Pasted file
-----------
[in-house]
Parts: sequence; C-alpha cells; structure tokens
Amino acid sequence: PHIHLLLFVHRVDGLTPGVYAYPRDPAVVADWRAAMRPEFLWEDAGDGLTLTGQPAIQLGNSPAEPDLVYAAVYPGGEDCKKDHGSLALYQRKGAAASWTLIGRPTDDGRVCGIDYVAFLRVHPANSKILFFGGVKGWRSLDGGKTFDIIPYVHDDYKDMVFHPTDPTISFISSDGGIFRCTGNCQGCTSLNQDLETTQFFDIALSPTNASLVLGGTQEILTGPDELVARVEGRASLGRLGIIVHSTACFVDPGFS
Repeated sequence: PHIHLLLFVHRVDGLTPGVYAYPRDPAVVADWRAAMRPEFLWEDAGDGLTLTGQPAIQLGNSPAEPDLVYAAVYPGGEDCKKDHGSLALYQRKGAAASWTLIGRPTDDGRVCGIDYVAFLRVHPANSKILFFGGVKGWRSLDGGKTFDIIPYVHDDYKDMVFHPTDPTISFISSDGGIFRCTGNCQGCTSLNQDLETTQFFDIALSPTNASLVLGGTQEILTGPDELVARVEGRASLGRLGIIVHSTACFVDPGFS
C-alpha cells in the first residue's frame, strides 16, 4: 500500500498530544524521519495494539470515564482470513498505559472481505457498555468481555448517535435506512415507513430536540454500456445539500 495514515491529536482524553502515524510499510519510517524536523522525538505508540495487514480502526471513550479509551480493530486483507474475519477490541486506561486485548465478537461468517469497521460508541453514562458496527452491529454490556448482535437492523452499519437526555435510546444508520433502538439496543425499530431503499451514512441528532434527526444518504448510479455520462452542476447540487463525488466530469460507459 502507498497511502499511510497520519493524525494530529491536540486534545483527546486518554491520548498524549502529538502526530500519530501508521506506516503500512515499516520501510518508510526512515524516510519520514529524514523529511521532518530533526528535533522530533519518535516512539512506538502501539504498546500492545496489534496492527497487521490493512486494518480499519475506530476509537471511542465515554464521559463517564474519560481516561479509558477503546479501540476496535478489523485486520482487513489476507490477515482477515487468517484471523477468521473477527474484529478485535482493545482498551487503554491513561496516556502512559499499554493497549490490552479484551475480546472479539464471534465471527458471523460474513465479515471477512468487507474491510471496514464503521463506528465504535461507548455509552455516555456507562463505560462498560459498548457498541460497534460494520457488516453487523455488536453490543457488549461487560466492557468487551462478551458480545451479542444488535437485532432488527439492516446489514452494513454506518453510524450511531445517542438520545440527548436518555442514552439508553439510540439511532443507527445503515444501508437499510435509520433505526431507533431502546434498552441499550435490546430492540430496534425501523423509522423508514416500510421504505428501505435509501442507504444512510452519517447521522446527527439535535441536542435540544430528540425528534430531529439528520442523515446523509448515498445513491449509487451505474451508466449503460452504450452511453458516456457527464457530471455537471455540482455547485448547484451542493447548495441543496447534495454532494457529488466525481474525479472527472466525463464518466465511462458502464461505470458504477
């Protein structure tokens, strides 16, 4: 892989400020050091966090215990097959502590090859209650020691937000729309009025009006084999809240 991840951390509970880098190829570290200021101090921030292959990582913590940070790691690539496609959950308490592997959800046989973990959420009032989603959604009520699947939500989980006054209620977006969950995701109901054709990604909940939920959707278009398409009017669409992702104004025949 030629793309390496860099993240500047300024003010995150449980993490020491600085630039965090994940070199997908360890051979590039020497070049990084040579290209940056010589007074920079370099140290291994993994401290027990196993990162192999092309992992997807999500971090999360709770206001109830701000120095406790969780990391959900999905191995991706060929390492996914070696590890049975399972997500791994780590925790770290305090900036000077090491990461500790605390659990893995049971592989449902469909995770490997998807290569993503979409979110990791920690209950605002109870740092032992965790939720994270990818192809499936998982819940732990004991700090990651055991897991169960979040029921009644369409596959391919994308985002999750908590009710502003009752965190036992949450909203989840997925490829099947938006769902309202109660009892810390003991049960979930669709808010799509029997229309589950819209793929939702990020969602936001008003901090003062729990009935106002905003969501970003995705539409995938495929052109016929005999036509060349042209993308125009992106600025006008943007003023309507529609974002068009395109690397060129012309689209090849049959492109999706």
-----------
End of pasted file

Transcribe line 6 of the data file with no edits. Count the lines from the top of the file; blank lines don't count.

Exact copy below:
């Protein structure tokens, strides 16, 4: 892989400020050091966090215990097959502590090859209650020691937000729309009025009006084999809240 991840951390509970880098190829570290200021101090921030292959990582913590940070790691690539496609959950308490592997959800046989973990959420009032989603959604009520699947939500989980006054209620977006969950995701109901054709990604909940939920959707278009398409009017669409992702104004025949 030629793309390496860099993240500047300024003010995150449980993490020491600085630039965090994940070199997908360890051979590039020497070049990084040579290209940056010589007074920079370099140290291994993994401290027990196993990162192999092309992992997807999500971090999360709770206001109830701000120095406790969780990391959900999905191995991706060929390492996914070696590890049975399972997500791994780590925790770290305090900036000077090491990461500790605390659990893995049971592989449902469909995770490997998807290569993503979409979110990791920690209950605002109870740092032992965790939720994270990818192809499936998982819940732990004991700090990651055991897991169960979040029921009644369409596959391919994308985002999750908590009710502003009752965190036992949450909203989840997925490829099947938006769902309202109660009892810390003991049960979930669709808010799509029997229309589950819209793929939702990020969602936001008003901090003062729990009935106002905003969501970003995705539409995938495929052109016929005999036509060349042209993308125009992106600025006008943007003023309507529609974002068009395109690397060129012309689209090849049959492109999706």